We needed to find a way that we could easily, and at scale, remind the people on the list who we were and why we were in business. We didn’t want to sell them anything at this stage, but we did want them to know we existed. We wanted our Bees and farmyard to sit apart from all of the other clipart and stock photography of our competitor’s brands. We also wanted to make sure that if we sent them subsequent emails these would be tailored to their response from the first email. We also needed to be able to tell the sales team when we thought a particular customer was ready to be contacted for a sales call. And all of this we had to do quickly before the trade show, and our brand, had slipped from the memory of potential customers.

I was entering the world of lead generation and my marketing life would never be the same which given the speed that the industry was, and still is moving, was no bad thing for me.

Lead generation was a strategy that had been around for a long time but had undergone a Renaissance and was tearing through the marketing offices of Lower Market Street like a tornado. Suddenly terms like sales funnels, persona building, lead scoring and marketingqualified leads became all that everybody talked about. Perhaps unsurprisingly the new darling of the technology world that quarter was HubSpot, the first digitized enterprise lead generation platform.

As a bonus much of the work that we were going to do within the marketing automationplatform would talk directly to the Findly CRM. It sends an automated signal to the sales reps when a particular lead had turned into a prospect and could then be approached for a sales meeting.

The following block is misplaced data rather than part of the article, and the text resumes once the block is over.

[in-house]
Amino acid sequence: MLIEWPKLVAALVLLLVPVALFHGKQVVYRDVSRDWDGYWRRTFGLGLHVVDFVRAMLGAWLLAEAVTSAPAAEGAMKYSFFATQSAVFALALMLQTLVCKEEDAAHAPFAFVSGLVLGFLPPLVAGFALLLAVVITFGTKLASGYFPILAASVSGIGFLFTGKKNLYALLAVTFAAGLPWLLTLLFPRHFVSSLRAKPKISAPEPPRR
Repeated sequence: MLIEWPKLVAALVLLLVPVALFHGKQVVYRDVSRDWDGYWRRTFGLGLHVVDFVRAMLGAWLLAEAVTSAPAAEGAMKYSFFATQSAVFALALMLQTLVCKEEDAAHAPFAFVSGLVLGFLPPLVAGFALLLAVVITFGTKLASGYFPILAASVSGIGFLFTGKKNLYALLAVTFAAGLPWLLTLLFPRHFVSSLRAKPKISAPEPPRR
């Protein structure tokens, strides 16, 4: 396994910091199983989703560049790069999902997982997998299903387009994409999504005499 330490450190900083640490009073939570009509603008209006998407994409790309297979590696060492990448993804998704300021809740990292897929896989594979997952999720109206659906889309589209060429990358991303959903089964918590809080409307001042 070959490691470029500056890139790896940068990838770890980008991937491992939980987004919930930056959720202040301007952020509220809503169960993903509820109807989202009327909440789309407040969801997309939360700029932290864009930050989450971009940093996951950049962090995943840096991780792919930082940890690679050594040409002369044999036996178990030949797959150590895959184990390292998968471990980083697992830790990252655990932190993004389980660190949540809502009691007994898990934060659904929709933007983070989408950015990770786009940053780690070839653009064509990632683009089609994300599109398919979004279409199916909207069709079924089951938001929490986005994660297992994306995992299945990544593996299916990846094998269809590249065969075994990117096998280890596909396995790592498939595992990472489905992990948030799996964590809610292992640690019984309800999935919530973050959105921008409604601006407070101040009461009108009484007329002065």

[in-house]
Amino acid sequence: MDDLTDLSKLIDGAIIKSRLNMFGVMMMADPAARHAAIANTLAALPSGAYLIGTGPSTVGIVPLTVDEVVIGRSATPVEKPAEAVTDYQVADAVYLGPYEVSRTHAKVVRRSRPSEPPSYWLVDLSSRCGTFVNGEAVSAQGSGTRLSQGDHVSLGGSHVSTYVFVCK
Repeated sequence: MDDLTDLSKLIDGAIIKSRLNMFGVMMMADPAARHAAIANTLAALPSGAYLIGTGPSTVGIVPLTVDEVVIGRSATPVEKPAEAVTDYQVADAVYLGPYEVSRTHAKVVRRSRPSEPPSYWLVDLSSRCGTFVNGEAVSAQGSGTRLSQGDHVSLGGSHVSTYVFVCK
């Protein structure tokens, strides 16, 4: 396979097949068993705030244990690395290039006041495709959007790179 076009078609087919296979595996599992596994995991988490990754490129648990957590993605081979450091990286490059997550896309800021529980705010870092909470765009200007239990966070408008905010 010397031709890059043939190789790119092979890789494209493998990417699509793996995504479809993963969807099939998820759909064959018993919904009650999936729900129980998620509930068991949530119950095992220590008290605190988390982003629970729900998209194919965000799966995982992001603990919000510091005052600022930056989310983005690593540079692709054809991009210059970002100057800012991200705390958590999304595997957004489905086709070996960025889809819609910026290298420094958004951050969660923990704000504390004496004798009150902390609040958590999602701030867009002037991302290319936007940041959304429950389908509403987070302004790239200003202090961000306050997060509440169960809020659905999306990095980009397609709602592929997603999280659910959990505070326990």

This got me thinking – was I witnessing the future of marketing? Certainly, I figured, from a B2B context, an automated marketing platform was going to revolutionize and systemize, lead generation.

While marketing automation promised much, the part I found most interesting was theautomation. At first pass it was difficult to believe that you could automate marketing. That the process could be automated I understood, but the marketing itself? And how would that go over with consumers? Was there an opportunity for automated marketing to replace other channels in the marketer’s tool set?

The first thing that struck me was that the process wasn’t all that automated. Sure, you could set bunch of rules so that when a person clicked on a particular email a follow up action would result. Pretty cool however, as I’ve ventured further down the rabbit hole that is the world of marketing automation, I realized that not only was it not fully automated you also required a team to drive the platform. Firstly without an HTML capable designer (very scarce and highly sought after) you required a designer to design your landing pages and then an HTML programmer to build it. Then you needed somebody who understood data to make sense of your list because ramming it into the system was only ever going to end up in a complete mess when it came to the analytics.

Then if you wanted to use other platforms at the same time with the same message you had to build these campaigns separately and also analyze them separately. So all in all it actually became quite a labour-intensive operation.

It seemed to me that a smoothly functioning marketing automation platform was far more complicated and more expensive than it should be. I had been under the mistaken impression that the technology was there to speed things up and allow us to execute at scale.

I firmly believe that technology is really about democratization, and being able to democratize marketing I thought was actually a really good place to start. How could a marketing automation platform be truly automated and also be able to be driven by a single operator rather than a whole team of people?

After a lot of research and trying quite a few platforms I came to the realisation that the only way to create a true automated marketing platform was to build it myself. So over the next few months I went on one of the steepest learning curves I’ve ever been on. In the next email I’ll cover that journey and I’m sure you’ll be interested as to where I ended up.